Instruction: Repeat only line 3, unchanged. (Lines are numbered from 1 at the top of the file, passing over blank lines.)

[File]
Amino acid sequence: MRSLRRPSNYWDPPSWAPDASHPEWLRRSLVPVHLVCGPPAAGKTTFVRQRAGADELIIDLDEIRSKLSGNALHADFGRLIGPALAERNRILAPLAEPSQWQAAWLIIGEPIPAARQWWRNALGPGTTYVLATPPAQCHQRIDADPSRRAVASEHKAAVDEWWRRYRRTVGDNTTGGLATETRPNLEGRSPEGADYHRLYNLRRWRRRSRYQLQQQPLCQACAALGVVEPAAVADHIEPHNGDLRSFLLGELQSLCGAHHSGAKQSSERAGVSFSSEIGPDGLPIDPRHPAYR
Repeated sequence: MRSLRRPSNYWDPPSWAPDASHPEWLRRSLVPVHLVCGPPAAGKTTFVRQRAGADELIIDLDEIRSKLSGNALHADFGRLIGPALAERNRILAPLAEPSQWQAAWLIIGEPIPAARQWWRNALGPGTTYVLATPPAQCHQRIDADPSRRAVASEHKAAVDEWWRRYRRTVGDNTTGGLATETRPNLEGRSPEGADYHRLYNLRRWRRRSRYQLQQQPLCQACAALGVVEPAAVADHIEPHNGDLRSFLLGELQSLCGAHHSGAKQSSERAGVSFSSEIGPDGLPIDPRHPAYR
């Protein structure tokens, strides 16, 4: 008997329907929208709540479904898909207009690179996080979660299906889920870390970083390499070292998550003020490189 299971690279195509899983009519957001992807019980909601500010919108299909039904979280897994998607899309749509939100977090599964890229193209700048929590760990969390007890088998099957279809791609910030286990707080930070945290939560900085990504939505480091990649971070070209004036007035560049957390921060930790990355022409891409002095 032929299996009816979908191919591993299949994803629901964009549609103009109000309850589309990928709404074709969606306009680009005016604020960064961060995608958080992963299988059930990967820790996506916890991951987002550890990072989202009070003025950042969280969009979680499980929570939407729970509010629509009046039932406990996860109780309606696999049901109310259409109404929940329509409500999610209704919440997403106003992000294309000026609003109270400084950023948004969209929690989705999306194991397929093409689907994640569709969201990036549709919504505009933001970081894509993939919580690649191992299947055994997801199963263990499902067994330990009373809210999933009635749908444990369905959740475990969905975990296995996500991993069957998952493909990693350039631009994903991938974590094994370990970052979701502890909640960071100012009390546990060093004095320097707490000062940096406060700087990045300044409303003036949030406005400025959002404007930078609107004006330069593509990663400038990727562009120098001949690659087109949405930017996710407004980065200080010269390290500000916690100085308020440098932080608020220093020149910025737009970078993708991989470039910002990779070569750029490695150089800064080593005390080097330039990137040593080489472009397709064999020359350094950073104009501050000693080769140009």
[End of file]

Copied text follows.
């Protein structure tokens, strides 16, 4: 008997329907929208709540479904898909207009690179996080979660299906889920870390970083390499070292998550003020490189 299971690279195509899983009519957001992807019980909601500010919108299909039904979280897994998607899309749509939100977090599964890229193209700048929590760990969390007890088998099957279809791609910030286990707080930070945290939560900085990504939505480091990649971070070209004036007035560049957390921060930790990355022409891409002095 032929299996009816979908191919591993299949994803629901964009549609103009109000309850589309990928709404074709969606306009680009005016604020960064961060995608958080992963299988059930990967820790996506916890991951987002550890990072989202009070003025950042969280969009979680499980929570939407729970509010629509009046039932406990996860109780309606696999049901109310259409109404929940329509409500999610209704919440997403106003992000294309000026609003109270400084950023948004969209929690989705999306194991397929093409689907994640569709969201990036549709919504505009933001970081894509993939919580690649191992299947055994997801199963263990499902067994330990009373809210999933009635749908444990369905959740475990969905975990296995996500991993069957998952493909990693350039631009994903991938974590094994370990970052979701502890909640960071100012009390546990060093004095320097707490000062940096406060700087990045300044409303003036949030406005400025959002404007930078609107004006330069593509990663400038990727562009120098001949690659087109949405930017996710407004980065200080010269390290500000916690100085308020440098932080608020220093020149910025737009970078993708991989470039910002990779070569750029490695150089800064080593005390080097330039990137040593080489472009397709064999020359350094950073104009501050000693080769140009």